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    • Power of the Situation

      1 Star2 Stars3 Stars4 Stars5 Stars (6 votes, average: 4.00 out of 5)
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      “Power of the Situation” touches on self-discovery and our responses to the situations that are happening around us. It takes a close look at the Milgram Experiment, which is a study on how a person reacts to authority figures.

      The experiment was conducted in the early 60’s at Yale University and involved participants who had to follow a figure of authority, despite the fact that what they are doing is against their own convictions.

      The experiment takes into account the time of the Holocaust to better understand the response of man, and assumes that while not everyone agreed with the way the prisoners were being treated, every soldier at that time was merely following orders. What makes a dictator so powerful, that his constituents cannot do anything but follow his every command?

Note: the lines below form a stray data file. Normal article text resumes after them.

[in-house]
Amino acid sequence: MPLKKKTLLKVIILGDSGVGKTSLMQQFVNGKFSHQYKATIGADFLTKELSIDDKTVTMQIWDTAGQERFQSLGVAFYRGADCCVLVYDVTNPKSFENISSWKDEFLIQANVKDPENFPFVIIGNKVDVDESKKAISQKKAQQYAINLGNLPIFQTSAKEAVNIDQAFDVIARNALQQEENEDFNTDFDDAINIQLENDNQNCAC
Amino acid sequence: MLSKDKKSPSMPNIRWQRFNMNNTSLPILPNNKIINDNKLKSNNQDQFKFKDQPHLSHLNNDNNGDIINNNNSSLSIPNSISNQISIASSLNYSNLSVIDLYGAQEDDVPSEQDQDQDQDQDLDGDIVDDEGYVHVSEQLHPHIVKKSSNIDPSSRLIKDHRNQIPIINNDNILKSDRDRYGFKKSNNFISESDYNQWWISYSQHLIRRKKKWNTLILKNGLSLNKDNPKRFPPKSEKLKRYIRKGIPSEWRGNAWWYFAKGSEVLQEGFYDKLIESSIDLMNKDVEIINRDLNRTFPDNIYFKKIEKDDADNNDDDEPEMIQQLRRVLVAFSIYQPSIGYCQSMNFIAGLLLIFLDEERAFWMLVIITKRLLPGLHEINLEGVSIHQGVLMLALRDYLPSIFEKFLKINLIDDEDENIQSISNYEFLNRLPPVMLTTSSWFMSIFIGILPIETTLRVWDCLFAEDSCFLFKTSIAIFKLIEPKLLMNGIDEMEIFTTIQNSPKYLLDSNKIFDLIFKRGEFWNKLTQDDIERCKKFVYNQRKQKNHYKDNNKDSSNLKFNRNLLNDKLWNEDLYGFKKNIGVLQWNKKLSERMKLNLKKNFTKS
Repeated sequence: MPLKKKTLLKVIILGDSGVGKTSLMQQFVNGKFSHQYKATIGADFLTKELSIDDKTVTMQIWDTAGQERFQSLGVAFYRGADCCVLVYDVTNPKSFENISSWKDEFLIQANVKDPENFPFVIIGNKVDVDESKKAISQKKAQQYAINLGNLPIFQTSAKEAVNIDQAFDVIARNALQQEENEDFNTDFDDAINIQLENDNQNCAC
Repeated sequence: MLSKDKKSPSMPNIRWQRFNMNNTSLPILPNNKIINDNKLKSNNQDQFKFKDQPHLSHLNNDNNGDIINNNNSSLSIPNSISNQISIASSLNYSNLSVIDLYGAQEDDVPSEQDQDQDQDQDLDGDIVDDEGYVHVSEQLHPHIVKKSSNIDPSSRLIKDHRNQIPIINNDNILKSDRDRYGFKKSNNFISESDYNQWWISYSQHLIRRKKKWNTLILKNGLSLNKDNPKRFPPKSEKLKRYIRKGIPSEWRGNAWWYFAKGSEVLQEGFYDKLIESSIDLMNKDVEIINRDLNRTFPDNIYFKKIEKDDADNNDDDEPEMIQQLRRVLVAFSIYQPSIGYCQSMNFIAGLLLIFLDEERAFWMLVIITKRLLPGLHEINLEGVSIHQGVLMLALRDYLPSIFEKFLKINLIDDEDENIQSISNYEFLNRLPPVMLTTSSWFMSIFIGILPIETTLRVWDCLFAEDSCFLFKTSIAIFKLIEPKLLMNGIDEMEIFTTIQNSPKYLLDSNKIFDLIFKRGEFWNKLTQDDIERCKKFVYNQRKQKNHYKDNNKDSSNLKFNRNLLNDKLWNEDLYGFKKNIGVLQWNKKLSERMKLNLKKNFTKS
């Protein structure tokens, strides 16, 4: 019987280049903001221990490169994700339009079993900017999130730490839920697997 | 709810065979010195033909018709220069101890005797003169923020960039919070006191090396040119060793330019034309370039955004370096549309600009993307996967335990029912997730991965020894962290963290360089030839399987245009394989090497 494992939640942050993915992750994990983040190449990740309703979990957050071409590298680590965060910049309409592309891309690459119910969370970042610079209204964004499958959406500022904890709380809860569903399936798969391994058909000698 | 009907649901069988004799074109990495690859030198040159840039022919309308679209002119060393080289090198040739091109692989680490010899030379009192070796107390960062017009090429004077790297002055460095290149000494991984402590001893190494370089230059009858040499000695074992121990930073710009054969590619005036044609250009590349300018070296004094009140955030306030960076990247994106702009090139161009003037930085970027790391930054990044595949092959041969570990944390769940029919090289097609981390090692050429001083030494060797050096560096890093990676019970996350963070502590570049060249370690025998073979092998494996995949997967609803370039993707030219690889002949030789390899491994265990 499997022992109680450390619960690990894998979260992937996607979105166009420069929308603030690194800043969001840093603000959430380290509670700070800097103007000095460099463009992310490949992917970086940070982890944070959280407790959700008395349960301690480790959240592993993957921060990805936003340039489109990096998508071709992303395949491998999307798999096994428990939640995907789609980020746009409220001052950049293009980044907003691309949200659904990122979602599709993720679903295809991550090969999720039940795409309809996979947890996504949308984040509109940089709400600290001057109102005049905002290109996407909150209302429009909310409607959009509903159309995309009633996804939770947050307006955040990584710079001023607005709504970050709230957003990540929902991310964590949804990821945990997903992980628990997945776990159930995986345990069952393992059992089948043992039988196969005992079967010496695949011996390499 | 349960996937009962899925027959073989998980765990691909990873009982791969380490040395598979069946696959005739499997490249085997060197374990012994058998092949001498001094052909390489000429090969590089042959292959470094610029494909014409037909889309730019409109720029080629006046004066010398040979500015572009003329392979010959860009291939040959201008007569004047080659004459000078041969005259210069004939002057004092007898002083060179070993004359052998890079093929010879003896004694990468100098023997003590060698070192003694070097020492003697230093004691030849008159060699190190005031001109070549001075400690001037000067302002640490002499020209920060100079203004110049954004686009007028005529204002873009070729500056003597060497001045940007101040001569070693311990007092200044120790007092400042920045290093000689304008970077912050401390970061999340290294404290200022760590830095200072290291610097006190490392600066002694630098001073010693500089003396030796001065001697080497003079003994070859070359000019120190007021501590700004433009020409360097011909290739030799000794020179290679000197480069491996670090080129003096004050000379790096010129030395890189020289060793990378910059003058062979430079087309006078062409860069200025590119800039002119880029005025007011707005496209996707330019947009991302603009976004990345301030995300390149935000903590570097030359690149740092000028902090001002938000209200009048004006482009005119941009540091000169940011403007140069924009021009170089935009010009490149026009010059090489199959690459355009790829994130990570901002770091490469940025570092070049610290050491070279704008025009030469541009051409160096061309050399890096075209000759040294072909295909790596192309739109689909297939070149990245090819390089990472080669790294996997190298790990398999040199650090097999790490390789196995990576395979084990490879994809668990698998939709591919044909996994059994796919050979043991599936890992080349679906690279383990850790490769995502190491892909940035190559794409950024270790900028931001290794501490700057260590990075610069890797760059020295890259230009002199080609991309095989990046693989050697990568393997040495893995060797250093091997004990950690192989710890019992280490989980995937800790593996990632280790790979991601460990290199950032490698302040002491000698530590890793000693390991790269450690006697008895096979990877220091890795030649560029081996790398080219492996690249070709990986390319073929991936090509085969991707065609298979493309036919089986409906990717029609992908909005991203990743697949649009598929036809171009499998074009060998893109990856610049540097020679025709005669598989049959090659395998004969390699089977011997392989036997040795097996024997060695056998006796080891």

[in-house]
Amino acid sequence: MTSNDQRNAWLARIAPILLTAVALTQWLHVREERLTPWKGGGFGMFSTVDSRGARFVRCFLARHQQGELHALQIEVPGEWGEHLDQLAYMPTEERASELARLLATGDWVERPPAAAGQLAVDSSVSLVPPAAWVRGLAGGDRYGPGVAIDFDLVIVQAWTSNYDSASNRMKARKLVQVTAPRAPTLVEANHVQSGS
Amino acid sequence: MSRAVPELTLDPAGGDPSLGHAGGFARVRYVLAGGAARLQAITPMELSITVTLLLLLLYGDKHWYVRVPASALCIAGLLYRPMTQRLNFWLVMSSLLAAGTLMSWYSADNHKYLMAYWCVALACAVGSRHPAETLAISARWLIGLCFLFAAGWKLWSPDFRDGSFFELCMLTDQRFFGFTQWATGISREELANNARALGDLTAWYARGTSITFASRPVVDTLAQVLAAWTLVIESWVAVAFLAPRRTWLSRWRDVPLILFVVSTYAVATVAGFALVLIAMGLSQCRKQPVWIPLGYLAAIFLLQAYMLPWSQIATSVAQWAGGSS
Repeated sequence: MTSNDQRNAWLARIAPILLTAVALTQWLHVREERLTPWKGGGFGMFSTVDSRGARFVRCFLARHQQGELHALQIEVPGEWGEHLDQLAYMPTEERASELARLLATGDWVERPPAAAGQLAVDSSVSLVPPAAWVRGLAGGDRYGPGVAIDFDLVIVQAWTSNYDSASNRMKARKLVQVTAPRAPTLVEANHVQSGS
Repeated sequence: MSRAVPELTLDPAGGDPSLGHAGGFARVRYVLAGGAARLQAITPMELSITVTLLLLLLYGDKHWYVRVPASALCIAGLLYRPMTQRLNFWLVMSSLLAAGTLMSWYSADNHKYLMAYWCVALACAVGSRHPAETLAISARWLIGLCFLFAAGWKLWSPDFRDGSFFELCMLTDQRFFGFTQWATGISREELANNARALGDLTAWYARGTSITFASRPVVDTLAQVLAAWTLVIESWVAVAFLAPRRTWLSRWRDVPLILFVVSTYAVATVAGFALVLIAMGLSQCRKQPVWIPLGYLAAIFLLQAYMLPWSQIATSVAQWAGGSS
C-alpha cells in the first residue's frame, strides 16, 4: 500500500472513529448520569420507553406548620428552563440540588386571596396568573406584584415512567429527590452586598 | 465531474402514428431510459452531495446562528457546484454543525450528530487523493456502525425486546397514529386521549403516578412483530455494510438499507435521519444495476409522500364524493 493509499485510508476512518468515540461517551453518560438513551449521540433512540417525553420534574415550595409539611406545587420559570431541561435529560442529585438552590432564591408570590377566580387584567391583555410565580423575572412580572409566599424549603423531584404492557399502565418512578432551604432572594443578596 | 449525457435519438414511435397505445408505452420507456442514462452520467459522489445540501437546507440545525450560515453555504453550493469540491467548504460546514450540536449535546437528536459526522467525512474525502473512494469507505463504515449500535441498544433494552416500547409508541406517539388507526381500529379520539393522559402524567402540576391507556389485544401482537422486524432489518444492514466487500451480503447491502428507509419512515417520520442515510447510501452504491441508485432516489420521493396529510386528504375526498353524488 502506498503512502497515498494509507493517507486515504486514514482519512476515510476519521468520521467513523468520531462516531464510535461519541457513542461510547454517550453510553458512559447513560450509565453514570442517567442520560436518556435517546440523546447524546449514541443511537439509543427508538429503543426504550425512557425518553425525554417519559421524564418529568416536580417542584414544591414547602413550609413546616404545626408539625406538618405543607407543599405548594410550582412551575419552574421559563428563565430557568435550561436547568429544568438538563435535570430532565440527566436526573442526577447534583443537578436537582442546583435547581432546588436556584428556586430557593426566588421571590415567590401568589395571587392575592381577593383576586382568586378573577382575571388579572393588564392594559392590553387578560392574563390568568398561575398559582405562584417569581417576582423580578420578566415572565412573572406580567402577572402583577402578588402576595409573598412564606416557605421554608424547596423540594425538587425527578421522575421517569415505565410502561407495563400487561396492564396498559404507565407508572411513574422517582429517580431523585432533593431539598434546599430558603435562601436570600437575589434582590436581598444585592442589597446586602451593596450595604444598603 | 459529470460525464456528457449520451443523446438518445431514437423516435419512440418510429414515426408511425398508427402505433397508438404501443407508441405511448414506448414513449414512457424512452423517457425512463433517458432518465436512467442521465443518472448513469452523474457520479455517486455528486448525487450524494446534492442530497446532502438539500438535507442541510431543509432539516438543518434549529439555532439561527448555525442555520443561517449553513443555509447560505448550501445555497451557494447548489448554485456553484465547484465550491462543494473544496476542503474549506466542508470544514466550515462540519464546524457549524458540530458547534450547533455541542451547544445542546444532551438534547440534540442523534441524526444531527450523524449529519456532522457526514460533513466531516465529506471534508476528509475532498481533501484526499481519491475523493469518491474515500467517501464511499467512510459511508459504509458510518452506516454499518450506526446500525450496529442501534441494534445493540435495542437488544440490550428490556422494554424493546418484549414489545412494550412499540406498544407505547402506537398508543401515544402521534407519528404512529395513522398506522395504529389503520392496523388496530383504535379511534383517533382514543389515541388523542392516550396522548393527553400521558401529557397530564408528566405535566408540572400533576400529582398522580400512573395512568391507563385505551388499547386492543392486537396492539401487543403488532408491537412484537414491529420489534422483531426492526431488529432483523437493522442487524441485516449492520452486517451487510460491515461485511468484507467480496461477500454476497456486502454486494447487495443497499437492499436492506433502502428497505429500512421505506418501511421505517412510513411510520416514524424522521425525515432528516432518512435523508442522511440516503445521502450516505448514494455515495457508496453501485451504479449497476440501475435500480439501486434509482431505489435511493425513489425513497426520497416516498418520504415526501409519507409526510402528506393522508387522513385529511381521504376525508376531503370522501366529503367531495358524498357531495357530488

Dr. Stanley Milgram had this to say about his ideas:

      “The legal and philosophic aspects of obedience are of enormous importance, but they say very little about how most people behave in concrete situations. I set up a simple experiment at Yale University to test how much pain an ordinary citizen would inflict on another person simply because he was ordered to by an experimental scientist. Stark authority was pitted against the subjects’ strongest moral imperatives against hurting others, and, with the subjects’ ears ringing with the screams of the victims, authority won more often than not. The extreme willingness of adults to go to almost any lengths on the command of an authority constitutes the chief finding of the study and the fact most urgently demanding explanation.”

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      Published on November 22, 2009 · Filed under: Psychology
    • Jo

      I would feel more inclined to appreciate what is being said if only the man presenting wasn't so infuriating. The amount of times he has presented Nazism as a description of facism instead of the other way round both frustrates and disheartens me. However, when considering the documentary as a whole, it is somewhat acceptable and I've at least learnt something.